OpenJurist

729 F2d 422 Kalamazoo Spice Extraction Co v. Provisional Military Government of Socialist Ethiopia

729 F.2d 422

KALAMAZOO SPICE EXTRACTION CO., Plaintiff-Appellant,
v.
The PROVISIONAL MILITARY GOVERNMENT OF SOCIALIST ETHIOPIA,
Defendant-Appellee.

No. 82-1521.

United States Court of Appeals,
Sixth Circuit.

Argued Oct. 5, 1983.
Decided March 9, 1984.

Thomas G. Parachini, Brown, Colman & DeMent, Kalamazoo, Mich., John J. McGrath, Jr., David R. Garcia, John P. Dean, Mark B. Feldman (argued), Donovan, Leisure, Newton & Irvine, Washington, D.C., for plaintiff-appellant.

Jack Weinberg (argued), Charles L. Rosenzweig, Graubard, Moskovitz, McGoldrick, Dannett & Horwotz, New York City, Bert Burgoyne, Bromberg, Robinson, Shapero, Cohn & Burgoyne, Southfield, Mich., for defendant-appellee.

Morris Harrell, American Bar Ass'n, Chicago, Ill., David Gantz, Oppenheimer & Wolff, Washington, D.C., for amicus curiae American Bar Ass'n.

Michael F. Hertz (argued), Howard S. Scher, Appellate Staff, Civil Div., Dept. of Justice, Washington, D.C., for amicus curiae United States.

Before ENGEL and KEITH, Circuit Judges; and CELEBREZZE, Senior circuit judge.

KEITH, Circuit Judge.

1

This is an appeal from a district court judgment, 543 F.Supp. 1224, which dismissed appellant's counterclaim. The district court held that the act of state doctrine as interpreted by the Supreme Court in Banco Nacional De Cuba v. Sabbatino, 376 U.S. 398, 84 S.Ct. 923, 11 L.Ed.2d 804 (1964), precluded judicial inquiry into the validity of an expropriation by the Ethiopian government of shares in an Ethiopian business entity held by an American corporation.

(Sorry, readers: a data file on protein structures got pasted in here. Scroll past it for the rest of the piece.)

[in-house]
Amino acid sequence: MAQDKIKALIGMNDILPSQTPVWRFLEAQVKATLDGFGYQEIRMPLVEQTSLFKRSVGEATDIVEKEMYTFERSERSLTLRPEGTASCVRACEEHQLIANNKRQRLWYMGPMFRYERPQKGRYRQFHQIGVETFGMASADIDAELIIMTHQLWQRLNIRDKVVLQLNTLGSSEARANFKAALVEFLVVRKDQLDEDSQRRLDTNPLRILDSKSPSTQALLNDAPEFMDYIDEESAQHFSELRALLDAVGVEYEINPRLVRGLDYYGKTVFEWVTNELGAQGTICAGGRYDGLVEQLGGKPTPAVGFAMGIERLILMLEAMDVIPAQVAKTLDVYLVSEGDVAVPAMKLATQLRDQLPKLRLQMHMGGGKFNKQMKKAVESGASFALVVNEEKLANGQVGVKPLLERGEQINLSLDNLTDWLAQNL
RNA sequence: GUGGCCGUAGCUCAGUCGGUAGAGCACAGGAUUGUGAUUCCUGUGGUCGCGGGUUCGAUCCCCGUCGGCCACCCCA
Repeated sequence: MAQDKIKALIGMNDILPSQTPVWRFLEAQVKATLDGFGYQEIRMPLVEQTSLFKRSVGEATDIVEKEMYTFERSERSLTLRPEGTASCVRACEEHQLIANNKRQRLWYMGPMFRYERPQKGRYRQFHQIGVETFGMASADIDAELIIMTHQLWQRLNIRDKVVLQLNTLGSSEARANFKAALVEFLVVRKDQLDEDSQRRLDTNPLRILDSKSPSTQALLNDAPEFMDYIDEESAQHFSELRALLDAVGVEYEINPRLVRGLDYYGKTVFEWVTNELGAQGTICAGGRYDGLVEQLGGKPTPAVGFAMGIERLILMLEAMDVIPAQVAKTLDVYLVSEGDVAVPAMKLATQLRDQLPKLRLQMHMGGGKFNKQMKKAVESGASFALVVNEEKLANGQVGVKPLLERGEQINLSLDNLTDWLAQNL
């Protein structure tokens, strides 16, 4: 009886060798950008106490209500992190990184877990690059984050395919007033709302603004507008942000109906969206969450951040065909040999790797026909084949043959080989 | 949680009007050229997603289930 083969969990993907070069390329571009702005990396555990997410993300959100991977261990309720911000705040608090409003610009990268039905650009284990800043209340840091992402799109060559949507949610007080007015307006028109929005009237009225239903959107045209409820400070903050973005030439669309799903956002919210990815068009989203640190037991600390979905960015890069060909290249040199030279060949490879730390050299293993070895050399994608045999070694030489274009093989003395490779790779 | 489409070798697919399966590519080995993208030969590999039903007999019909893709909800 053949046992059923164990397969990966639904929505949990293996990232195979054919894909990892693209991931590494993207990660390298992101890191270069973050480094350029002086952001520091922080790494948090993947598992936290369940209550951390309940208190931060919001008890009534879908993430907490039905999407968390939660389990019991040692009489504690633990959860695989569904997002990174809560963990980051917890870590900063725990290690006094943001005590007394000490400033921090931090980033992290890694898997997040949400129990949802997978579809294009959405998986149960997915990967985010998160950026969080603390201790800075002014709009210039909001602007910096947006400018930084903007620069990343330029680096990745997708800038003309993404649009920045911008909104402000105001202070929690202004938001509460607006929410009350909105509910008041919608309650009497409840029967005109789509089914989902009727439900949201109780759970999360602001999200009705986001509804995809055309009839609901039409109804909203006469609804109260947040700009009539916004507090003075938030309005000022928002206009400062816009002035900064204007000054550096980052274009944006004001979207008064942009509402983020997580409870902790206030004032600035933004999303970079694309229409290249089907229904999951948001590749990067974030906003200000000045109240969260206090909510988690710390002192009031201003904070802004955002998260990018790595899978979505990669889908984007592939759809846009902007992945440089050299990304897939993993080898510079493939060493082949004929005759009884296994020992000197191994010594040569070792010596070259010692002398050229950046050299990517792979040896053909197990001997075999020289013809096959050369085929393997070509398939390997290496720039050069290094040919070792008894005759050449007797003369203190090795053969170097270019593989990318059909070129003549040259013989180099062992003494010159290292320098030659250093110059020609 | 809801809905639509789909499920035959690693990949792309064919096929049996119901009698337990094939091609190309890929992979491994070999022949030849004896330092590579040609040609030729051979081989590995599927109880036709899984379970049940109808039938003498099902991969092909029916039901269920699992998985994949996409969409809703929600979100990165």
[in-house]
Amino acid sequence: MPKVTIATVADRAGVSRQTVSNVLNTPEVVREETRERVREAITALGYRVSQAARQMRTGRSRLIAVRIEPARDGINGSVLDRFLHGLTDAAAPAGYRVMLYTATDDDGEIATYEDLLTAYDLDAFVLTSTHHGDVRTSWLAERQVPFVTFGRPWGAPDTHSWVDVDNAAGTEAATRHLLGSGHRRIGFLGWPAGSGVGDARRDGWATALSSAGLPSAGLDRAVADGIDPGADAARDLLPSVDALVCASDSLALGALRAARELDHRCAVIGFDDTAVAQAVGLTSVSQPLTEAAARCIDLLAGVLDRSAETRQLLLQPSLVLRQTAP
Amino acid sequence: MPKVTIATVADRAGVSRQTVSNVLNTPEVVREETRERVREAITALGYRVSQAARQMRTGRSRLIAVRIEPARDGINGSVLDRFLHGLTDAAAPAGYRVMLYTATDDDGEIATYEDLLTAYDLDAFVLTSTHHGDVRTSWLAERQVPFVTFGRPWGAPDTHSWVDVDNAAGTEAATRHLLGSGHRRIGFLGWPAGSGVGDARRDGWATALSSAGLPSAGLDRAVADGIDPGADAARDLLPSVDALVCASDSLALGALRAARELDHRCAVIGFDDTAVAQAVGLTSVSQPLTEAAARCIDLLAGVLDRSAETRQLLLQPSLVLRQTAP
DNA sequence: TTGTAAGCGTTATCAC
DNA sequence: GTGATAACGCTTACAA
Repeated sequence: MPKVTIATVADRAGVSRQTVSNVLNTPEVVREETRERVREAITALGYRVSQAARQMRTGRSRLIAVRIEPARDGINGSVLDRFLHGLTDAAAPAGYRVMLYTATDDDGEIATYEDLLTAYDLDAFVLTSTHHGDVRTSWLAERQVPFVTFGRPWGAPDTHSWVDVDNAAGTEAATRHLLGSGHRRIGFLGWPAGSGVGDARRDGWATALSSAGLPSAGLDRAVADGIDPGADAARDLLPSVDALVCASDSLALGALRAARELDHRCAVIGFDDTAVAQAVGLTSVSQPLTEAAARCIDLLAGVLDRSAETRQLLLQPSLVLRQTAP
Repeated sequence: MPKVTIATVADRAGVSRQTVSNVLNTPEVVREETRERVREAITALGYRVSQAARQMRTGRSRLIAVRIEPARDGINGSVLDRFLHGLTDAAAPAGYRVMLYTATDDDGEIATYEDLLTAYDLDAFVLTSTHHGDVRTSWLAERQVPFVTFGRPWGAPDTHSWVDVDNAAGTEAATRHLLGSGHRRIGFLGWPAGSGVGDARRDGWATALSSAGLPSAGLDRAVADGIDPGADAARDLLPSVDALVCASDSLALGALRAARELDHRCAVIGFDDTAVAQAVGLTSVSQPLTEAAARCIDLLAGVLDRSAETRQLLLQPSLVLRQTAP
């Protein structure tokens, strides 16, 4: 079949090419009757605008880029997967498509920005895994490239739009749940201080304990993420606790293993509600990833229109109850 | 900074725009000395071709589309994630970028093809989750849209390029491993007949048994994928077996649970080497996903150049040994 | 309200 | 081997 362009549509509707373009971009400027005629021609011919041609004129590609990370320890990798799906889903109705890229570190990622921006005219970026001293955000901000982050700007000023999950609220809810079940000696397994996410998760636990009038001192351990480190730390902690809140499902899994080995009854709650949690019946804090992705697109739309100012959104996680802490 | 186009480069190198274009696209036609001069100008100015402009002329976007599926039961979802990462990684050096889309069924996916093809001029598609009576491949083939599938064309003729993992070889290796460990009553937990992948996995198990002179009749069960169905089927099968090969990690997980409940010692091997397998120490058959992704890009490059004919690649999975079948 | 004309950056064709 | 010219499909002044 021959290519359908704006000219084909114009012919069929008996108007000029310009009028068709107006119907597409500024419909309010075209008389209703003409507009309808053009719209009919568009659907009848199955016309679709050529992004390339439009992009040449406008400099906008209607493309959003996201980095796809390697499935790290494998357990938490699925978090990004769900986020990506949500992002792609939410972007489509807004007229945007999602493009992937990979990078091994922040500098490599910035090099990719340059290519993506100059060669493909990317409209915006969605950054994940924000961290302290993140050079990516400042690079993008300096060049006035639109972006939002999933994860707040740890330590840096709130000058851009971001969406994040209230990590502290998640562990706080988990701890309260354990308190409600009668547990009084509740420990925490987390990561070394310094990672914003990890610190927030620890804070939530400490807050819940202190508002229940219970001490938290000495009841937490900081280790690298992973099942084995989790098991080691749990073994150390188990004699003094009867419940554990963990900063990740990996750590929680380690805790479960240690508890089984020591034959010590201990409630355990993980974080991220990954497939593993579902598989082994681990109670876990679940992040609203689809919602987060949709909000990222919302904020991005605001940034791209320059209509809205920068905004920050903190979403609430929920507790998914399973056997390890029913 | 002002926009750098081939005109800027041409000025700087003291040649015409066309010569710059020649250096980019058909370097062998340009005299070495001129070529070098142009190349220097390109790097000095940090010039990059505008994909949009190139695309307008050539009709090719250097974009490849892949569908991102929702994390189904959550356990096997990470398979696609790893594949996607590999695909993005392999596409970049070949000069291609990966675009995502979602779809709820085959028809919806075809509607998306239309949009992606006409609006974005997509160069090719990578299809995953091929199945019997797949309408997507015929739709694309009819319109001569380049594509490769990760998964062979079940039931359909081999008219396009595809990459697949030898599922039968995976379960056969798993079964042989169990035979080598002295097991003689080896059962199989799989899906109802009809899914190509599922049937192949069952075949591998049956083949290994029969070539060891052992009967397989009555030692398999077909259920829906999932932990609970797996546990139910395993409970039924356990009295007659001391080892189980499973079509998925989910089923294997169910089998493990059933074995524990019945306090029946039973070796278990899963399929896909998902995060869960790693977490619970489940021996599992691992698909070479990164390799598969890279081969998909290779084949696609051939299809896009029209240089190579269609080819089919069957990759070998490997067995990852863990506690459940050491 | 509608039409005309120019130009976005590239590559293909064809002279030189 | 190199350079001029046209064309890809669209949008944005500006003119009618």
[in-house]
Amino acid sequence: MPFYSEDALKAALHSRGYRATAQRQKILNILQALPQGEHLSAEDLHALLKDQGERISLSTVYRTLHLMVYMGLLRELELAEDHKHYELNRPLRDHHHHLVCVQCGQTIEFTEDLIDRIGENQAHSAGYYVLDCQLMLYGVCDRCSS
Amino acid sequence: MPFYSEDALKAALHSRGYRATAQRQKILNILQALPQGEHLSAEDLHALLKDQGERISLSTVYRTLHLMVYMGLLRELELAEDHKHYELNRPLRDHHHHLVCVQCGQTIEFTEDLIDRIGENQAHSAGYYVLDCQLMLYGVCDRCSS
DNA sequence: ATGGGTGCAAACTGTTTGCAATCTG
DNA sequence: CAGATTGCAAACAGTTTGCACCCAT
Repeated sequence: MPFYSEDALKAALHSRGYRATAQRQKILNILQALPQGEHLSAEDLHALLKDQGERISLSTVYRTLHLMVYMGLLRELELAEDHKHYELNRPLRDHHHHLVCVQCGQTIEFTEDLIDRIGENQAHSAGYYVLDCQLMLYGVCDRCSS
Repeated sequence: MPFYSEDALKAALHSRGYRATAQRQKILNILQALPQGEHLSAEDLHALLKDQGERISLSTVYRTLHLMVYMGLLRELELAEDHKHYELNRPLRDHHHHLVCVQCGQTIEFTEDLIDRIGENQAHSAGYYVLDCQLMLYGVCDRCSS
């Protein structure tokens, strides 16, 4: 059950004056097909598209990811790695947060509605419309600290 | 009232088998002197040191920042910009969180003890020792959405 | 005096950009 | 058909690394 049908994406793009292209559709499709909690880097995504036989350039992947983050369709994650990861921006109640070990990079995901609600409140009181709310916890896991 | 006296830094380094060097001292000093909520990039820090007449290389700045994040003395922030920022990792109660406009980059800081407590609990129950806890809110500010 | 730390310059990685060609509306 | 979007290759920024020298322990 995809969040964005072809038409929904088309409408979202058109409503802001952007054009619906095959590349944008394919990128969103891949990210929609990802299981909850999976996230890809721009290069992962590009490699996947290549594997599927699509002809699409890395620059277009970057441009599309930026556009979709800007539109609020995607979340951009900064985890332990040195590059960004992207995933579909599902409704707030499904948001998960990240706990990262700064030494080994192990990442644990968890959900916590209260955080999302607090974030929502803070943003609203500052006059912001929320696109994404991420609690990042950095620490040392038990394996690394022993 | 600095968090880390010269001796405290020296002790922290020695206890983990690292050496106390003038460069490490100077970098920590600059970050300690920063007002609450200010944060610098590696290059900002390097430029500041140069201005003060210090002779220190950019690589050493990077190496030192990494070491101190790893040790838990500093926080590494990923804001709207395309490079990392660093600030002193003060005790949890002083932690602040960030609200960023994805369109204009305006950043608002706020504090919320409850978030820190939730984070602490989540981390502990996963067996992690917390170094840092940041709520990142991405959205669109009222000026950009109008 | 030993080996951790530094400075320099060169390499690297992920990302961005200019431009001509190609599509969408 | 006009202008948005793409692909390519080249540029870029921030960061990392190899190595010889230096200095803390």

2

Appellant, Kalamazoo Spice Extraction Company (Kal-Spice) is an American corporation which, in a joint venture with Ethiopian citizens, established the Ethiopian Spice Extraction Company (ESESCO) in 1966, an Ethiopian based corporation. Kal-Spice owned approximately 80% of the shares of ESESCO. Kal-Spice also contributed capital, built a production facility, and trained ESESCO's staff, which consisted of Ethiopian citizens. Production began in 1970 after several years of preparation, construction and training.

3

The Provisional Military Government of Socialist Ethiopia (PMGSE) came to power in 1974. As part of its program to assure that Ethiopian industries would "be operated according to the philosophy of Ethiopian socialism", the PMGSE announced the seizure of "control of supervision and a majority shareholding" of a number of corporations, including ESESCO, in February 1975. As a result of the expropriation, Kal-Spice's ownership interest in ESESCO was reduced from 80% to approximately 39%.

4

In December 1975, the PMGSE established a Compensation Commission. The Commission's purpose was to compensate those claimants whose property had been expropriated. Kal-Spice claimed it was entitled to compensation of $11,000,000. In October 1981, the PMGSE offered Kal-Spice the equivalent of $450,000 in Ethiopian currency. Kal-Spice, however, has rejected the PMGSE's offer. The PMGSE contends that Kal-Spice should have accepted the offer because: 1) Kal-Spice retains an interest in ESESCO of approximately 40% and 2) Kal-Spice carried expropriation insurance based on a total investment in ESESCO of less than $1,000,000.